MisterWhiplash4 September 2006
Empire of the Sun must have been something that made Steven Spielberg all the more excited to work on being that, before each film he directs, he watches four specific films- The Searchers, Seven Samurai, It's a Wonderful Life, and Lawrence of Arabia- the latter of those four, and the fact that Lean originally intended to direct this film, indicate how he wanted to go with the style, the sprawling and epic tone. But if in the end I didn't feel as totally satisfied as I thought I should (it's been called one of the most underrated films of Spielberg/the 80's), it might be that parts become more interesting and worth watching than for the whole. Acting-wise the two main forces in the film, one a young, brilliant-as-a-child actor Christian Bale embodies Jamie/Jim as a kid who does go through a transformation, the typical 'coming-of-age' where he loses more than just his parents in the chaos but part of himself. The other is John Malkovich, who plays the surrogate/friend during war-time to the boy, a more hard-edged but sharp guy who's out for himself but not completely shut-off from others.

And as with any given Spielberg film, at least one or two visuals will strike up as being pretty close to what could be called "pure cinema", where you feel a kind of rush on the back of your neck at what can be done with color, light, composition, people (optional), and music. One of these might be in the first hour of the film- maybe my favorite chunk for just consistency- as Jamie first goes through the toughest part, put into the disillusionment of his fantasies of aircrafts and flying and out on his own. Jamie gets lost from his parents in a massive sea of a crowd in the city, and it's a reminder how astounding Spielberg can be with the control of it all, and how every detail adds up to an emotional toll. Once Ballard's original story (based on truth, how much I don't know) reaches into the prison camp, it becomes spotty; sometimes parts of the story work, and sometimes they don't and become a little dramatically inert. Never does Spielberg completely lose his craftsmanship, but there's something not there. Part of it might be the excision of the main chunk of war years (1941 right to 1945 in a fade), but another part of it might be somethings that just ring a little more to the sentimental than Spielberg might realize.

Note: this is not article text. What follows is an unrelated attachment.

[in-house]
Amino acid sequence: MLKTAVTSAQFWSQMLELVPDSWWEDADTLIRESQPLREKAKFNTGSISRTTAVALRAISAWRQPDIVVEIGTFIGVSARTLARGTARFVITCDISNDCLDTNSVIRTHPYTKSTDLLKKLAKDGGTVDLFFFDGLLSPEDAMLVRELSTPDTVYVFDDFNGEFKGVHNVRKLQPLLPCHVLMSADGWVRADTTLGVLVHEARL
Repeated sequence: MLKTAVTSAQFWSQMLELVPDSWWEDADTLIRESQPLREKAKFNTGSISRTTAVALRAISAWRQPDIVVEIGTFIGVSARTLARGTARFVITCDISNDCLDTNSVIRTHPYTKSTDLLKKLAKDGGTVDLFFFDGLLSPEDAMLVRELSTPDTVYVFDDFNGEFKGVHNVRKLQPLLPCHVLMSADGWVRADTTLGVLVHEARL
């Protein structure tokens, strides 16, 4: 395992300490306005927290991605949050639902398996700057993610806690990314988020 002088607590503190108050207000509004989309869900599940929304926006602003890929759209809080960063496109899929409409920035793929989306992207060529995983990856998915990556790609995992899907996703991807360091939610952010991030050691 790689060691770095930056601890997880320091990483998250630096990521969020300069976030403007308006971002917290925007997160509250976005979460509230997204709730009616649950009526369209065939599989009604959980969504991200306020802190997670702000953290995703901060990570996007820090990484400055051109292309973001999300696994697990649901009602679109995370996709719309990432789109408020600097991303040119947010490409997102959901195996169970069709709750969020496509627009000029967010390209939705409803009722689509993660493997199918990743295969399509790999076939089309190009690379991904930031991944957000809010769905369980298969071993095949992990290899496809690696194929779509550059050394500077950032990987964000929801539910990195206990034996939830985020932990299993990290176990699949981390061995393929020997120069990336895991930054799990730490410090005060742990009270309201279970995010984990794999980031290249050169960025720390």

When Jim, for example, sees the Japanese fliers on the airfield in some minor ceremony, and he starts to sing his old choir-boy song, it just didn't seem right after such better, smaller scenes between Malkovich and Bale. Still, through this Spielberg does provide another point of great cinema, in the shot that inspired the poster of the towering sun with the plane flying across it. It's little rousing moments like this that do make the film worth seeing, but if you're coming into it after already seeing many of his great works (Schindler, Private Ryan, Munich), the real devastation from being in this situation is never as fully realized as past some kind of brighter nostalgia. There are some darker moments, but it never adds up, and certainly not from the point of view of a conflicted boy who goes through this experience of Japanese internment like Lawrence in a small way- he's a little mad, though courageous. But through Spielberg's own epic ambitions, there's something lost with really making it entertaining. It's bound to find more viewers as the years go on, and it was unfairly maligned upon its original release. Yet the irony doesn't escape me that it is sort of a minor work for the director, working on a huge canvas of locales, extras, and actors both Western and Eastern.
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This movie should be in the top of IMDb rating.
Jessica Carvalho30 October 2005
Warning: Spoilers
I am surprise to see that the 'user rating'of this movie is 7,5. I think it deserves a 10 and even more: to be in top of IMDb best films! Christian Bale is great in the role of Jim Graham, (As a matter of fact, 'Batman Begins' and 'Empire of the Sun' has his best performances ever!) as all the cast had a great performance as well. Based in the real life of James Graham Ballard, with the great director Steven Spielberg, everybody should watch this movie to see how the Second World War Affected the east side of the world,specially China and Japan.

Jamie Graham is a spoiled brat that was born in Shanghai in 1930. His parents are rich, and he has a great life,living in a big and beautiful house with comfort and many servants and maids,and also studying in a religious school for the upper class.Aware about the problems of the war,Jamie lives his life as usual, going to the British parties and playing with his airplanes. Until one day, where the diplomatic relations of Japan with USA are not working anymore,and the city of Shanghai is invaded by the Japanese Army. Separated from his parents, with a guy called Basie, he was moved to a civilian detention camp where he spent the remainder of World War II and part of his childhood and adolescence.

The War completely changes Jamie, from that spoiled kid to someone who knows how to care about himself alone, and that has maturity to know the problems of the people around him, as well as what the war is causing to everybody. Besides that, he sees that Basie is a jerk, and never was his friend for real. The last scene, when he meets his parents again, is very powerful, he has such an empty look...it's very sad.

I totally recommend this movie for EVERYONE,specially people who love to watch incredible biographies.